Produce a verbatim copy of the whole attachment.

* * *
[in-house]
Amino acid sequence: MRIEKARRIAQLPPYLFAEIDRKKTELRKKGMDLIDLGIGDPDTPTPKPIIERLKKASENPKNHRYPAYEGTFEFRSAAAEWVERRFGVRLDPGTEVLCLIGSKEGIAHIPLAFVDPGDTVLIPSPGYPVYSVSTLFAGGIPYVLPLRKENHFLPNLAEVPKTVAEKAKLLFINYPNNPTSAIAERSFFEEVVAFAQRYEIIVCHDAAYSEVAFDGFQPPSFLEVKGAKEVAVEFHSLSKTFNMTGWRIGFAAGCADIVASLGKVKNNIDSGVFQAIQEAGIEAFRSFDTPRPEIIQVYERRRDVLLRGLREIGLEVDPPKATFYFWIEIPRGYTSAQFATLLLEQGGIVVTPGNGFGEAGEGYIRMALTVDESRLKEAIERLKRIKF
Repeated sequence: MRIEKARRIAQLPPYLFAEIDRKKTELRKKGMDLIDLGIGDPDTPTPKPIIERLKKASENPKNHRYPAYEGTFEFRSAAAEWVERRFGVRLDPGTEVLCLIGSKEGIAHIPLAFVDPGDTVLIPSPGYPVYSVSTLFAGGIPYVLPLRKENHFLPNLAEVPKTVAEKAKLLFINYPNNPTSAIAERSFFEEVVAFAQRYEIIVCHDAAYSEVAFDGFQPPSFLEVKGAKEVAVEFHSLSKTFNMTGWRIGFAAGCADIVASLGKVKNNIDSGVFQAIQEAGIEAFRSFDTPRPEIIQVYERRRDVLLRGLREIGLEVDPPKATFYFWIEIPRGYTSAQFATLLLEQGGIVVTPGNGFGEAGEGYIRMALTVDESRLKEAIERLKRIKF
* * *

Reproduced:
[in-house]
Amino acid sequence: MRIEKARRIAQLPPYLFAEIDRKKTELRKKGMDLIDLGIGDPDTPTPKPIIERLKKASENPKNHRYPAYEGTFEFRSAAAEWVERRFGVRLDPGTEVLCLIGSKEGIAHIPLAFVDPGDTVLIPSPGYPVYSVSTLFAGGIPYVLPLRKENHFLPNLAEVPKTVAEKAKLLFINYPNNPTSAIAERSFFEEVVAFAQRYEIIVCHDAAYSEVAFDGFQPPSFLEVKGAKEVAVEFHSLSKTFNMTGWRIGFAAGCADIVASLGKVKNNIDSGVFQAIQEAGIEAFRSFDTPRPEIIQVYERRRDVLLRGLREIGLEVDPPKATFYFWIEIPRGYTSAQFATLLLEQGGIVVTPGNGFGEAGEGYIRMALTVDESRLKEAIERLKRIKF
Repeated sequence: MRIEKARRIAQLPPYLFAEIDRKKTELRKKGMDLIDLGIGDPDTPTPKPIIERLKKASENPKNHRYPAYEGTFEFRSAAAEWVERRFGVRLDPGTEVLCLIGSKEGIAHIPLAFVDPGDTVLIPSPGYPVYSVSTLFAGGIPYVLPLRKENHFLPNLAEVPKTVAEKAKLLFINYPNNPTSAIAERSFFEEVVAFAQRYEIIVCHDAAYSEVAFDGFQPPSFLEVKGAKEVAVEFHSLSKTFNMTGWRIGFAAGCADIVASLGKVKNNIDSGVFQAIQEAGIEAFRSFDTPRPEIIQVYERRRDVLLRGLREIGLEVDPPKATFYFWIEIPRGYTSAQFATLLLEQGGIVVTPGNGFGEAGEGYIRMALTVDESRLKEAIERLKRIKF